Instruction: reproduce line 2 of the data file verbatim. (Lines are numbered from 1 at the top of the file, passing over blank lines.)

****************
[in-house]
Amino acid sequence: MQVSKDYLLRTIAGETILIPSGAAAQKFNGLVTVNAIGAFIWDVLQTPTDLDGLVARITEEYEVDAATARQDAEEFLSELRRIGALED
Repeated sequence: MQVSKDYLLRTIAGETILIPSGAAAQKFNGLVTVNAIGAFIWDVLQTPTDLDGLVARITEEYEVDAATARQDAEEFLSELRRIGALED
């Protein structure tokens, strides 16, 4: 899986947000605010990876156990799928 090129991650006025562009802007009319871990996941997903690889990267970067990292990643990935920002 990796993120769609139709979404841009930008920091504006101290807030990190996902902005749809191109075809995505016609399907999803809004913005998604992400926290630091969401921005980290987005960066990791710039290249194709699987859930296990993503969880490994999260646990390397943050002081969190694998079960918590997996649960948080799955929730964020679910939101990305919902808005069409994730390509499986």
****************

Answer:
Amino acid sequence: MQVSKDYLLRTIAGETILIPSGAAAQKFNGLVTVNAIGAFIWDVLQTPTDLDGLVARITEEYEVDAATARQDAEEFLSELRRIGALED